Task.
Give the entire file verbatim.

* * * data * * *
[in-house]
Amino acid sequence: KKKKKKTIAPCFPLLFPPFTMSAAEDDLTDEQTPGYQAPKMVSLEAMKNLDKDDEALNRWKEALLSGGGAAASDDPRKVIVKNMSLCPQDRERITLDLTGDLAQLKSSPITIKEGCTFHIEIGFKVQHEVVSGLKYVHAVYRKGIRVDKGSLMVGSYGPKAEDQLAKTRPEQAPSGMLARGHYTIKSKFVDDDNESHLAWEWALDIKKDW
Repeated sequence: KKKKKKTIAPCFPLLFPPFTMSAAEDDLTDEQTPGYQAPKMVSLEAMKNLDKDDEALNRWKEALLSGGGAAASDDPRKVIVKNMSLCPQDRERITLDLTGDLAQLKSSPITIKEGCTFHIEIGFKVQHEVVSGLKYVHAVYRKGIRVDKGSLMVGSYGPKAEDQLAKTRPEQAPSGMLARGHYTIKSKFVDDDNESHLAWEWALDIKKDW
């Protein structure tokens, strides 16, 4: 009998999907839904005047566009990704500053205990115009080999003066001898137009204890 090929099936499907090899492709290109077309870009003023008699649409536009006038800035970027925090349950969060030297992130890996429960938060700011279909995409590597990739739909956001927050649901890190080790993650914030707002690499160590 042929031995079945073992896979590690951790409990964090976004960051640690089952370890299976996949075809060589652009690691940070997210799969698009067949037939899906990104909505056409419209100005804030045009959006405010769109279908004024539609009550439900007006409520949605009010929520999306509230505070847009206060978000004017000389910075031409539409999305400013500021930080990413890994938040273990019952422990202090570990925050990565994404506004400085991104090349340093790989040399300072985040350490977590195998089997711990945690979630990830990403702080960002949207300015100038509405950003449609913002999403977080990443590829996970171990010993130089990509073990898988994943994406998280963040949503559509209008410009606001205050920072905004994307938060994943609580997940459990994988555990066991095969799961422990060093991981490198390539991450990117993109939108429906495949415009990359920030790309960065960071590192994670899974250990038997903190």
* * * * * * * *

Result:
[in-house]
Amino acid sequence: KKKKKKTIAPCFPLLFPPFTMSAAEDDLTDEQTPGYQAPKMVSLEAMKNLDKDDEALNRWKEALLSGGGAAASDDPRKVIVKNMSLCPQDRERITLDLTGDLAQLKSSPITIKEGCTFHIEIGFKVQHEVVSGLKYVHAVYRKGIRVDKGSLMVGSYGPKAEDQLAKTRPEQAPSGMLARGHYTIKSKFVDDDNESHLAWEWALDIKKDW
Repeated sequence: KKKKKKTIAPCFPLLFPPFTMSAAEDDLTDEQTPGYQAPKMVSLEAMKNLDKDDEALNRWKEALLSGGGAAASDDPRKVIVKNMSLCPQDRERITLDLTGDLAQLKSSPITIKEGCTFHIEIGFKVQHEVVSGLKYVHAVYRKGIRVDKGSLMVGSYGPKAEDQLAKTRPEQAPSGMLARGHYTIKSKFVDDDNESHLAWEWALDIKKDW
């Protein structure tokens, strides 16, 4: 009998999907839904005047566009990704500053205990115009080999003066001898137009204890 090929099936499907090899492709290109077309870009003023008699649409536009006038800035970027925090349950969060030297992130890996429960938060700011279909995409590597990739739909956001927050649901890190080790993650914030707002690499160590 042929031995079945073992896979590690951790409990964090976004960051640690089952370890299976996949075809060589652009690691940070997210799969698009067949037939899906990104909505056409419209100005804030045009959006405010769109279908004024539609009550439900007006409520949605009010929520999306509230505070847009206060978000004017000389910075031409539409999305400013500021930080990413890994938040273990019952422990202090570990925050990565994404506004400085991104090349340093790989040399300072985040350490977590195998089997711990945690979630990830990403702080960002949207300015100038509405950003449609913002999403977080990443590829996970171990010993130089990509073990898988994943994406998280963040949503559509209008410009606001205050920072905004994307938060994943609580997940459990994988555990066991095969799961422990060093991981490198390539991450990117993109939108429906495949415009990359920030790309960065960071590192994670899974250990038997903190």